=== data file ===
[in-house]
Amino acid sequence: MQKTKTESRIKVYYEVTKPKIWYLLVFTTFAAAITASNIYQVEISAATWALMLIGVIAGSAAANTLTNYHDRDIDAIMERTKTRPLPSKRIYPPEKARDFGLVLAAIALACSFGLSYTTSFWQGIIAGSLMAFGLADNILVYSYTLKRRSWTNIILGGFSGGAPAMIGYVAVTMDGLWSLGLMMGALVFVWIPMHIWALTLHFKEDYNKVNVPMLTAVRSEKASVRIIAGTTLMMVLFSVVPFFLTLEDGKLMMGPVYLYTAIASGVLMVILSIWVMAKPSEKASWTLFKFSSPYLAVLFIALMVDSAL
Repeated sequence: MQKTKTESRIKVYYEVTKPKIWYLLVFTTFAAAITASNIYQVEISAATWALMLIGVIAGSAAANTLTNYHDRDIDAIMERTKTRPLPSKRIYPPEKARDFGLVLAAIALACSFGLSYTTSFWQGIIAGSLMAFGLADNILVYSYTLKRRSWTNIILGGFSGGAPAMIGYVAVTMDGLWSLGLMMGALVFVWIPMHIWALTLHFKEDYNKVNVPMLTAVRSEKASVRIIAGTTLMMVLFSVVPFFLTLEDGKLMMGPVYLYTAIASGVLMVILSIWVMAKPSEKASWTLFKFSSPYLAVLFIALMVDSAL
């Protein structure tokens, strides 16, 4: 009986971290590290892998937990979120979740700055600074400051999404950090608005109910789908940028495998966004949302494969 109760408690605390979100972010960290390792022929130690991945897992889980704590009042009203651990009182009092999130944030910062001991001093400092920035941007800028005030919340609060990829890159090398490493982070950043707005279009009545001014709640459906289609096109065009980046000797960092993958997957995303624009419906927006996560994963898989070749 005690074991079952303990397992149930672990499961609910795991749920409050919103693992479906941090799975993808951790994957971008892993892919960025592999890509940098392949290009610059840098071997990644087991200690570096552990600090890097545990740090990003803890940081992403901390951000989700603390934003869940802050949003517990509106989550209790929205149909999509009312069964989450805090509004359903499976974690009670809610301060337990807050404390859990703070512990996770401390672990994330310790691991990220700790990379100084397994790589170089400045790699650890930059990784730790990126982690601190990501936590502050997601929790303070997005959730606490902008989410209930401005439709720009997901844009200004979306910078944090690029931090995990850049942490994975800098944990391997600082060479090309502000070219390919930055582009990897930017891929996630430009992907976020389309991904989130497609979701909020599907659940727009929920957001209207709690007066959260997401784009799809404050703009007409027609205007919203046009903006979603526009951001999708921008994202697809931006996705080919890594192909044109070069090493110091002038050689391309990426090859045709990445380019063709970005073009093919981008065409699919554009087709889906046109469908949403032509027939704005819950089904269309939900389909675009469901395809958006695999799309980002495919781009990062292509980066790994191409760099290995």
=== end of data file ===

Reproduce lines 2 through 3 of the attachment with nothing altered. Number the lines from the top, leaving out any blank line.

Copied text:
Amino acid sequence: MQKTKTESRIKVYYEVTKPKIWYLLVFTTFAAAITASNIYQVEISAATWALMLIGVIAGSAAANTLTNYHDRDIDAIMERTKTRPLPSKRIYPPEKARDFGLVLAAIALACSFGLSYTTSFWQGIIAGSLMAFGLADNILVYSYTLKRRSWTNIILGGFSGGAPAMIGYVAVTMDGLWSLGLMMGALVFVWIPMHIWALTLHFKEDYNKVNVPMLTAVRSEKASVRIIAGTTLMMVLFSVVPFFLTLEDGKLMMGPVYLYTAIASGVLMVILSIWVMAKPSEKASWTLFKFSSPYLAVLFIALMVDSAL
Repeated sequence: MQKTKTESRIKVYYEVTKPKIWYLLVFTTFAAAITASNIYQVEISAATWALMLIGVIAGSAAANTLTNYHDRDIDAIMERTKTRPLPSKRIYPPEKARDFGLVLAAIALACSFGLSYTTSFWQGIIAGSLMAFGLADNILVYSYTLKRRSWTNIILGGFSGGAPAMIGYVAVTMDGLWSLGLMMGALVFVWIPMHIWALTLHFKEDYNKVNVPMLTAVRSEKASVRIIAGTTLMMVLFSVVPFFLTLEDGKLMMGPVYLYTAIASGVLMVILSIWVMAKPSEKASWTLFKFSSPYLAVLFIALMVDSAL